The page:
William Villalongo: The first time I met Peggy was around 2005. I think she had known I was at the Studio of Museum of Harlem residency and she was actively looking for me even though I didn’t know her. She came to visit me at my studio in Tribeca with an entourage of young guys (I later realised it was her sons Zack and Cooper and a couple of high school friends). She was all excited, going through my stuff, and would ask how much something was or tell me I should do more of these. I probably had a look on my face of like, “What in the world?”
She just said, “I know, I know, I know! I’m too much!” But she came there on a mission. She bought a couple of pieces from that visit and had someone helping her with the logistics.
I didn’t bump into her again until maybe a year later at an art opening and she looked at me and asked, “When are you coming to visit me in DC?” So I decided to visit and it was amazing. She was a very warm and unbelievably generous person.
“She went for things that were boldly political, tough images to consume, that were right there above the designer sectional sofa... you can just imagine these young kids visiting her and seeing their work next to a Kehinde Wiley” – William Villalongo
I hadn’t gone to a lot of collectors’ homes at that point in my life, but the ones that I had didn’t have collections as in your face as hers. She went for things that were boldly political, tough images to consume, that were right there above the designer sectional sofa. She had art from Ellington students and work that she was collecting all together. She didn’t draw a line between them; she thought of them as the future and the present all in the same place. You can just imagine these young kids visiting her and seeing their work next to a Kehinde Wiley.
Peggy was like a mentor. She helped me understand what it means to be doing art, thinking about art, having it as the centre of one’s life, as a force that does something good in the world, as a way to be thoughtful, as a way out, particularly in underprivileged communities. It was really inspiring.
She would call me every once in awhile and say, “How are you doing?” I could be very straightforward with her. She was very frank, didn’t beat around the bush, and would say, “Do you need some money?” (Laughs). At that point in my career, I was trying to make something happen and it was really hard. To have a person who supportively checks in and even buy something at a critical time was very helpful.
I could visit her and have really good conversations about what was going on in the world. I remember talking to Peggy as a young professor. I was having a tough time with younger African-American students. I was talking to her about understanding the place of representation and how important it is to understand that framework. I found that younger students really didn’t care or were sometimes hostile to the notion that those things would matter and be part of the conversation. She looked at me and said, “You have to make them understand!”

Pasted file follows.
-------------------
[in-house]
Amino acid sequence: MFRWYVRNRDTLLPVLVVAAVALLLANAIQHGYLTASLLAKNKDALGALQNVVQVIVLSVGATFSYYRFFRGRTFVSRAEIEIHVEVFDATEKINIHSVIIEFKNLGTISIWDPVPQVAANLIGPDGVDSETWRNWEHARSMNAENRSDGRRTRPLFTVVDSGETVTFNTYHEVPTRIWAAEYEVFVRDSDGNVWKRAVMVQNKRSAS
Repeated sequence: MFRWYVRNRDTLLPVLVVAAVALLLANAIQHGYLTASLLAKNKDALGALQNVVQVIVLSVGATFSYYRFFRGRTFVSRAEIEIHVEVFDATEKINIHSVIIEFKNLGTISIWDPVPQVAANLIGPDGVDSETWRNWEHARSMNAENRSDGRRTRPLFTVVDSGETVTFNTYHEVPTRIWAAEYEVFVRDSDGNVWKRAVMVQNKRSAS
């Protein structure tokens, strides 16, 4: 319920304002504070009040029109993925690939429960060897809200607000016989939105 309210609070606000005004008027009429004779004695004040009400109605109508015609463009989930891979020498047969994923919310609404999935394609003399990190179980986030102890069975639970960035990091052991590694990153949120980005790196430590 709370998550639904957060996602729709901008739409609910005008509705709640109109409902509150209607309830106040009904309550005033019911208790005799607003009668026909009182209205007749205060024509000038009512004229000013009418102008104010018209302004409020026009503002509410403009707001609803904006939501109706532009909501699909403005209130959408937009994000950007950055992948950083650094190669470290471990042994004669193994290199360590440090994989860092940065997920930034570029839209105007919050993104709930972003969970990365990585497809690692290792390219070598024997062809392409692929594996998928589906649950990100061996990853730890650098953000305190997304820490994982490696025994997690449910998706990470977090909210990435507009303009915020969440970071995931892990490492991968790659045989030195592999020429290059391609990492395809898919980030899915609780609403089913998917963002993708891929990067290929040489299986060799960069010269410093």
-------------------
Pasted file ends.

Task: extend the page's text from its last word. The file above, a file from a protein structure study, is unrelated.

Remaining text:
It hit me really hard. For her, that type of understanding of self in relation to the world, particularly African Americans to the world, is too important to let go.
Tschabalala Self received her BA from Bard College in 2012 and her M.F.A. from the Yale School of Art in 2015. Her work deals with the emotional, physical and psychological impact of the black female body as an icon, and is primarily devoted to examining the intersectionality of race, gender, and sexuality. Selected for the 2018 Forbes “30 Under 30 List,” Self has exhibited her work in solo and group exhibitions worldwide including Trigger: Gender as a Tool and a Weapon at the New Museum, New York.
Tschabalala Self: I first met Peggy in my second year of Yale School of Art. She had already bought some of my work through a friend of mine, Dexter Wimberly, who was an independent curator. That was my first experience with Peggy but later that year she came to Yale where she was engaging in a talk at the Law School and stayed the whole day to do studio visits with students from the Art School.
She came to my studio and ended up spending a couple of hours there. We hung out, talked, and got to know each other. She had already got to know about me through my work and then we got to know each other through that visit. She reminded me a lot of my mom. She told me a lot of stories about different people she met through collecting and travel. She was really nice, interesting, fun, and easy-going. She had a really artistic personality even though she was not an artist.
“She would always call to make sure that I was on track and not being taken advantage of by the people I was doing business with” – Tschabalala Self
After I left school, Peggy would call me every couple of months to see how I was doing. There was a lot going on with me at that time. I had graduated and was travelling for work. I had a show in New York and Berlin. She would always call to make sure that I was on track and not being taken advantage of by the people I was doing business with. She would give me advice about how to move forward, to sell my work, to show my work, general advice on how to stay focused and take care of myself.
I learned a lot from who she was as a person and the way she modelled behaviour. Peggy was a very kind, humble person and a strong, independent black woman. She was kind, generous, supportive, didn’t have anything negative to say about anyone, gave advice, and told people about her own experiences. She not only mentioned the positive but also being vulnerable about her losses, the fire, recovering from that, explaining her intentions and wanting to rebuild her collection, and the importance of preserving black culture.
Peggy showed me that there are people within the black community and the art community at large that are sincerely invested in an altruistic way in preserving black culture because they believe that it is important for our community and the society at large. Her legacy is her collection. Her collection is what is going to live on now that she is gone and it is going to live on when all of us are gone.